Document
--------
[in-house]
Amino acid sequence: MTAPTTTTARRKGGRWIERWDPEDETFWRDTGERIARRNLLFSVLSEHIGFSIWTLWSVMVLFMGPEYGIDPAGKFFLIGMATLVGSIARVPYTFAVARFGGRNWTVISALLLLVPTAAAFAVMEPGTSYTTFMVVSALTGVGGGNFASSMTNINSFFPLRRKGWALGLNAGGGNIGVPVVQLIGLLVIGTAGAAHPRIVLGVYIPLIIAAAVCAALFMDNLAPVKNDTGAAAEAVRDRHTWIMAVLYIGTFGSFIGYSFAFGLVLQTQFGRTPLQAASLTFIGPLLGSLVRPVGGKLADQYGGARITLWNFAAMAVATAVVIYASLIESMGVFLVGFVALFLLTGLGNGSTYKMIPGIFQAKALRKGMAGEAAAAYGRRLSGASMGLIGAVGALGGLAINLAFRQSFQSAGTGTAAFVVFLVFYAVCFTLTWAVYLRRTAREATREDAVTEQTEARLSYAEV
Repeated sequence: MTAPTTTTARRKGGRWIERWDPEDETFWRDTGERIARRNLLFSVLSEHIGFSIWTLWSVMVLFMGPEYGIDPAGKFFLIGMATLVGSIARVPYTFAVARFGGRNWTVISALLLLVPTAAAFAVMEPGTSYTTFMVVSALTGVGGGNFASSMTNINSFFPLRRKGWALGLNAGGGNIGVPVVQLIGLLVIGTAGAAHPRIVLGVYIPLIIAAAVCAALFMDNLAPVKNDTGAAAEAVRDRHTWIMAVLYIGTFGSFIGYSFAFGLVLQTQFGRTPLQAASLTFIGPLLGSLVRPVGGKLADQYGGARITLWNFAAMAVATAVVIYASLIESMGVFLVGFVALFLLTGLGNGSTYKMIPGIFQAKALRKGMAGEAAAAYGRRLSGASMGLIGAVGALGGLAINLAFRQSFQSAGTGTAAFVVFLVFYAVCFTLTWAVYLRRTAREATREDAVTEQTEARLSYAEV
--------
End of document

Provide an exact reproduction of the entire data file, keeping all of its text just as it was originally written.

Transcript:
[in-house]
Amino acid sequence: MTAPTTTTARRKGGRWIERWDPEDETFWRDTGERIARRNLLFSVLSEHIGFSIWTLWSVMVLFMGPEYGIDPAGKFFLIGMATLVGSIARVPYTFAVARFGGRNWTVISALLLLVPTAAAFAVMEPGTSYTTFMVVSALTGVGGGNFASSMTNINSFFPLRRKGWALGLNAGGGNIGVPVVQLIGLLVIGTAGAAHPRIVLGVYIPLIIAAAVCAALFMDNLAPVKNDTGAAAEAVRDRHTWIMAVLYIGTFGSFIGYSFAFGLVLQTQFGRTPLQAASLTFIGPLLGSLVRPVGGKLADQYGGARITLWNFAAMAVATAVVIYASLIESMGVFLVGFVALFLLTGLGNGSTYKMIPGIFQAKALRKGMAGEAAAAYGRRLSGASMGLIGAVGALGGLAINLAFRQSFQSAGTGTAAFVVFLVFYAVCFTLTWAVYLRRTAREATREDAVTEQTEARLSYAEV
Repeated sequence: MTAPTTTTARRKGGRWIERWDPEDETFWRDTGERIARRNLLFSVLSEHIGFSIWTLWSVMVLFMGPEYGIDPAGKFFLIGMATLVGSIARVPYTFAVARFGGRNWTVISALLLLVPTAAAFAVMEPGTSYTTFMVVSALTGVGGGNFASSMTNINSFFPLRRKGWALGLNAGGGNIGVPVVQLIGLLVIGTAGAAHPRIVLGVYIPLIIAAAVCAALFMDNLAPVKNDTGAAAEAVRDRHTWIMAVLYIGTFGSFIGYSFAFGLVLQTQFGRTPLQAASLTFIGPLLGSLVRPVGGKLADQYGGARITLWNFAAMAVATAVVIYASLIESMGVFLVGFVALFLLTGLGNGSTYKMIPGIFQAKALRKGMAGEAAAAYGRRLSGASMGLIGAVGALGGLAINLAFRQSFQSAGTGTAAFVVFLVFYAVCFTLTWAVYLRRTAREATREDAVTEQTEARLSYAEV